Studies on the response of nitrate reductase to salinity and water stress in two varieties finger millet (Eleusine Coracaria (L) Gaertn)
Gisesa, William N. Obiero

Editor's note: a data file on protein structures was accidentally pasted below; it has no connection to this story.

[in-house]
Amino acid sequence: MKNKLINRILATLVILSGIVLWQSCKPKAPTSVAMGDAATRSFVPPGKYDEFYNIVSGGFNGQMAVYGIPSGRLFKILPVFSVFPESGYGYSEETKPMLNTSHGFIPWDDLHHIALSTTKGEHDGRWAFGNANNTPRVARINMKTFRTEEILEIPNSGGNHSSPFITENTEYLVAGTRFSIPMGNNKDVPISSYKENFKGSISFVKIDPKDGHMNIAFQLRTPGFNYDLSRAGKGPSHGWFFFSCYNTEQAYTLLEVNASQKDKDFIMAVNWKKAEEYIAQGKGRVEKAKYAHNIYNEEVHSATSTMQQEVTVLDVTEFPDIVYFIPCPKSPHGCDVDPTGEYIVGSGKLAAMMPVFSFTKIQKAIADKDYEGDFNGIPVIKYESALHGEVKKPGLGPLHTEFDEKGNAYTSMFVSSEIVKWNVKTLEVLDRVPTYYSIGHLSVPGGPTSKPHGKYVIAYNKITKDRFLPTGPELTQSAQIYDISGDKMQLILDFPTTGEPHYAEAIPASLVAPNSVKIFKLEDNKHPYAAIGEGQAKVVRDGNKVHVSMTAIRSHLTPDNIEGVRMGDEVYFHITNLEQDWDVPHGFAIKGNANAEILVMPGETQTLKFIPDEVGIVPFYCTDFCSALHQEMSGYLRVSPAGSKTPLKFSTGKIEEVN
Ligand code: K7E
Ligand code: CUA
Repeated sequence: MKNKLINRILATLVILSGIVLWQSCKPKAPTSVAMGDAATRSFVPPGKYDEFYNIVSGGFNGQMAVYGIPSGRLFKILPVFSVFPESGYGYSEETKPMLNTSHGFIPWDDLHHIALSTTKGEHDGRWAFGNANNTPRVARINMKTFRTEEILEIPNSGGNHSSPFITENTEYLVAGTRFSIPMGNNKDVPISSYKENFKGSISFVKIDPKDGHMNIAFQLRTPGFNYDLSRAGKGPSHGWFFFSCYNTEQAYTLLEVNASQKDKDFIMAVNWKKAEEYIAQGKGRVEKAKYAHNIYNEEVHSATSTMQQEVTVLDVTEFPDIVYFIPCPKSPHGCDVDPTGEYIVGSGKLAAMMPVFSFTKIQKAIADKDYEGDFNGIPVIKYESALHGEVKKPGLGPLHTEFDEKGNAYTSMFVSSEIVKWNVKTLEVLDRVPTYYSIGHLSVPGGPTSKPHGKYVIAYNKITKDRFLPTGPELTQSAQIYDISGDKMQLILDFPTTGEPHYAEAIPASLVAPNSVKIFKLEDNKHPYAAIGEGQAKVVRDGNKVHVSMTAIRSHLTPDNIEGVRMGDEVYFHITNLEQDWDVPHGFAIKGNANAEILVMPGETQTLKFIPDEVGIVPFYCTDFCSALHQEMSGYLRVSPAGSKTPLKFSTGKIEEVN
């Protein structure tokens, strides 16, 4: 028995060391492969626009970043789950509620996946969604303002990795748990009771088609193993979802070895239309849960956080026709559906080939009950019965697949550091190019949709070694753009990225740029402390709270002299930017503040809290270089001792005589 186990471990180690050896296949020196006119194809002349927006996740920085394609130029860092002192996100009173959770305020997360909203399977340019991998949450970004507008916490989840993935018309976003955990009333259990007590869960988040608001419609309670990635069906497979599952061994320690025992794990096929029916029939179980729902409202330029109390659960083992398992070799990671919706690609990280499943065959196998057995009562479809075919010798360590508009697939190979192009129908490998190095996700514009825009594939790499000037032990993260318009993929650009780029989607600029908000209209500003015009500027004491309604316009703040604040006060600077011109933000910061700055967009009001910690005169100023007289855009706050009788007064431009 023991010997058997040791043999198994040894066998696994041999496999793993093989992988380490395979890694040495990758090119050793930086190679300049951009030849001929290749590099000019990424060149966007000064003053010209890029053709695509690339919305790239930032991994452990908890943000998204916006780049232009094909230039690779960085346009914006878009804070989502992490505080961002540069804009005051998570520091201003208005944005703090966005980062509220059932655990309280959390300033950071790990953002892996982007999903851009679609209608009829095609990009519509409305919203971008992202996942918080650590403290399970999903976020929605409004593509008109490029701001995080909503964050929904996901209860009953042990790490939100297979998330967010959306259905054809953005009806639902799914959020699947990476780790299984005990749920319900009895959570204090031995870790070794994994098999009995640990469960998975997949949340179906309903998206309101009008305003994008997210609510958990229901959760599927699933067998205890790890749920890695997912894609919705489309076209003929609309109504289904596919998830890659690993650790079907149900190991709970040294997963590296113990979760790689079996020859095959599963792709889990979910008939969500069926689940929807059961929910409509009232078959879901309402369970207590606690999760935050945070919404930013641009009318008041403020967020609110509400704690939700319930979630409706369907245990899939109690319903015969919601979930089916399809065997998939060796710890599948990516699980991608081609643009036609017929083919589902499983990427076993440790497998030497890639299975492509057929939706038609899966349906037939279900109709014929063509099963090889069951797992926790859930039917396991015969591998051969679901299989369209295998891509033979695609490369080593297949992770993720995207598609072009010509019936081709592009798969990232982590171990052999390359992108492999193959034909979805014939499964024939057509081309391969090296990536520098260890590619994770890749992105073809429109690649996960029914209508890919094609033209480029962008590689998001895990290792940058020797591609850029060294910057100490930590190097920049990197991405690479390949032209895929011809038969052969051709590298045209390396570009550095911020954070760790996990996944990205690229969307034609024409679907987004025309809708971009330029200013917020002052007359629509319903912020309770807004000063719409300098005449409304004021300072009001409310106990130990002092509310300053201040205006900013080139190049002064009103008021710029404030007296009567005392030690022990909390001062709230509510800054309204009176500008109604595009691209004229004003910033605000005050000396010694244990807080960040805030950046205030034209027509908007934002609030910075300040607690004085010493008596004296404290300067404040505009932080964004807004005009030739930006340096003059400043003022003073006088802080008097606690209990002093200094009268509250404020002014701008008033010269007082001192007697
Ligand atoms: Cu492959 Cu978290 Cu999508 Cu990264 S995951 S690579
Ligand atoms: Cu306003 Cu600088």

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Among the various biochemical factors responsible for growth, the enzyme nitrate reductase is of major importance. It is the rate limiting enzyme in the reduction of nitrate to ammonia. Nitrate reductase activity is influenced by a variety of environmental factors including water and salt stress. Since this enzyme is important in assimilatory nitrate reduction, the effect of water and salt stress on its activity is of prime importance in crop plants. In the present study, the effect of salinity on the germination of seeds, plant growth and development, and nitrate reductase activity in the two varieties of finger millet was investigate. The effect of salinity and water stress on nitrate reductase activity during the different stages of development was also evaluated. An attempt was also made to study the effect of increasing levels of salinity on callus growth. These experiments were set up in the laboratory, green house and the tissue culture chamber. Two cultivars of finger millet (KAT/FM-1 and ENKA) were subjected to water stress and increasing levels of salinity. Growth, nitrate reductase activity and tissue nitrate content were monitored during the tissue nitrate content were monitored during the different stages of development (2 to 14 weeks). It was observed that salinity reduced the rate and percentage germination. Salinity reduced linear growth of the roots and shoots, seedling dry weight and /or had no effect on tissue soluble protein content in the two cultivars. Salinity reduced nitrate reductase activity and the tissue nitrate content. It was also observed that water stress adversely affected nitrate reductase activity and it also led to a reduction in tissue nitrate content. The tissue culture studies showed that increased levels of salinity reduced callus growth. However, the battery of these experiments demonstrated clearly that both varieties have some degree of salt resistance. The studies have clearly unfolded the truth that these varieties are somewhat tolerant to drought and salinity conditions. Field studies under controlled conditions shall be necessary before any variety is recommended to farmers in the arid and semi-arid regions of this country.